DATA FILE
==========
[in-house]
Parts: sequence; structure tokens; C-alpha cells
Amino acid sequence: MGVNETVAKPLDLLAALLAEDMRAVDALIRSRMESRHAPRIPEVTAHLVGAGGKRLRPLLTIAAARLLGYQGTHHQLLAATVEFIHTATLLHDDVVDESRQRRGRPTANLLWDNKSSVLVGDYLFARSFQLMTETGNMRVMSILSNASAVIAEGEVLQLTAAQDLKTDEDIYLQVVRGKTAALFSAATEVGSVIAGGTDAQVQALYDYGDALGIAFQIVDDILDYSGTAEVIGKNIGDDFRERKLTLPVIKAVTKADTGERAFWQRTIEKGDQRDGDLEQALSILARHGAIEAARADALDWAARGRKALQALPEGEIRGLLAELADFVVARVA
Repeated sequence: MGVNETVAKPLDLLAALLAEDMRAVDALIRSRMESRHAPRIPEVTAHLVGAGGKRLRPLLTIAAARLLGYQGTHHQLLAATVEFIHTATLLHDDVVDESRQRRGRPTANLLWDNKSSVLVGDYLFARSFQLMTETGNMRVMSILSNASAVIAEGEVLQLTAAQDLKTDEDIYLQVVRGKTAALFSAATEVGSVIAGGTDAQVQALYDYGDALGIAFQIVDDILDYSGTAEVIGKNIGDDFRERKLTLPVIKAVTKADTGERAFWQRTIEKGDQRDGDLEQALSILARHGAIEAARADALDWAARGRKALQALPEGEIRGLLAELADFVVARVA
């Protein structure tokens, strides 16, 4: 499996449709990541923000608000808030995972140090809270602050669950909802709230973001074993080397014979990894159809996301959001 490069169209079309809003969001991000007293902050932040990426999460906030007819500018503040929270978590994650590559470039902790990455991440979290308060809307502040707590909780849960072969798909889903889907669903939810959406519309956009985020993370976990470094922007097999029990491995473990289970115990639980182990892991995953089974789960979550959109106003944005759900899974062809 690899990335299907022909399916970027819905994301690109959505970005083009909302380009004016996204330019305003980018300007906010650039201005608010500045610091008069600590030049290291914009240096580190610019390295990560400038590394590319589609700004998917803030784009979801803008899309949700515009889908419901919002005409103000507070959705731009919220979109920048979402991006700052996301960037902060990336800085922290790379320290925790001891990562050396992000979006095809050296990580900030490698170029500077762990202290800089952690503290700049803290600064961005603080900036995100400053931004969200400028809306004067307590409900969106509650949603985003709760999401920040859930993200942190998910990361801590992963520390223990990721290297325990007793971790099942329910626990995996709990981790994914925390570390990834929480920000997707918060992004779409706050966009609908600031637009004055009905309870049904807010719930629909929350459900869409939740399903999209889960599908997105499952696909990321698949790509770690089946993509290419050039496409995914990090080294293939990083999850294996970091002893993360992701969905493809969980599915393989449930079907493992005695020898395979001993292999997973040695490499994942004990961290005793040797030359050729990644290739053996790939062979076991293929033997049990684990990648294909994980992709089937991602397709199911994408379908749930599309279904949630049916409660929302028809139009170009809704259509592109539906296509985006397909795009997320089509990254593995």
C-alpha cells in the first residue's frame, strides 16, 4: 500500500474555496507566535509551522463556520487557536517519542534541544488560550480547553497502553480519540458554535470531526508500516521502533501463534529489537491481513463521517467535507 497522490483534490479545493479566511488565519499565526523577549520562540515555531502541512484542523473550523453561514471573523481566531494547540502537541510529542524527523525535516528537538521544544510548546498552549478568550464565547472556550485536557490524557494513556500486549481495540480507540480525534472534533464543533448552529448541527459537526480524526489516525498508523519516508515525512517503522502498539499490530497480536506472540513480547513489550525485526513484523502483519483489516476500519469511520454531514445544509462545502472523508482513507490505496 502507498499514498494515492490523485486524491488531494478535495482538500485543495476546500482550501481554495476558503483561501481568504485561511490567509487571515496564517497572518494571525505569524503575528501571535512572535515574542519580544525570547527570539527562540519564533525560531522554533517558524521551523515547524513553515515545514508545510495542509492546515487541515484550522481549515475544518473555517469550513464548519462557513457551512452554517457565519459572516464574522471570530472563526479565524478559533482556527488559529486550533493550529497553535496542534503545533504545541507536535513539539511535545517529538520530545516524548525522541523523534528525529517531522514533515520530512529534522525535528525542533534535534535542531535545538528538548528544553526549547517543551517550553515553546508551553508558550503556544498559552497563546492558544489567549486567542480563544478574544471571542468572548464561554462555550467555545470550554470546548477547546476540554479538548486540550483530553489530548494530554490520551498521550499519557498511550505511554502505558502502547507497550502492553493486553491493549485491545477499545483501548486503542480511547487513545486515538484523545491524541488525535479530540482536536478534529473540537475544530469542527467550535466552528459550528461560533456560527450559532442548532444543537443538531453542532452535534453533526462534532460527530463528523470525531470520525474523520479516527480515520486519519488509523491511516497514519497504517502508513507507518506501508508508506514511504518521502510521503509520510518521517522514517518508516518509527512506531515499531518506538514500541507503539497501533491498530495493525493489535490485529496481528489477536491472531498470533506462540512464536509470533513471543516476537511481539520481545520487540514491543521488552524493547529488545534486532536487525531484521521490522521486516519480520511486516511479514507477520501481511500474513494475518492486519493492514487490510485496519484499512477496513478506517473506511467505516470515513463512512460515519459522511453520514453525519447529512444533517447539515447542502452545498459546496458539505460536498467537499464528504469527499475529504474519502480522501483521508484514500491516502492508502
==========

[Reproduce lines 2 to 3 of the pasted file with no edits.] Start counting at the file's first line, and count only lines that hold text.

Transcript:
Parts: sequence; structure tokens; C-alpha cells
Amino acid sequence: MGVNETVAKPLDLLAALLAEDMRAVDALIRSRMESRHAPRIPEVTAHLVGAGGKRLRPLLTIAAARLLGYQGTHHQLLAATVEFIHTATLLHDDVVDESRQRRGRPTANLLWDNKSSVLVGDYLFARSFQLMTETGNMRVMSILSNASAVIAEGEVLQLTAAQDLKTDEDIYLQVVRGKTAALFSAATEVGSVIAGGTDAQVQALYDYGDALGIAFQIVDDILDYSGTAEVIGKNIGDDFRERKLTLPVIKAVTKADTGERAFWQRTIEKGDQRDGDLEQALSILARHGAIEAARADALDWAARGRKALQALPEGEIRGLLAELADFVVARVA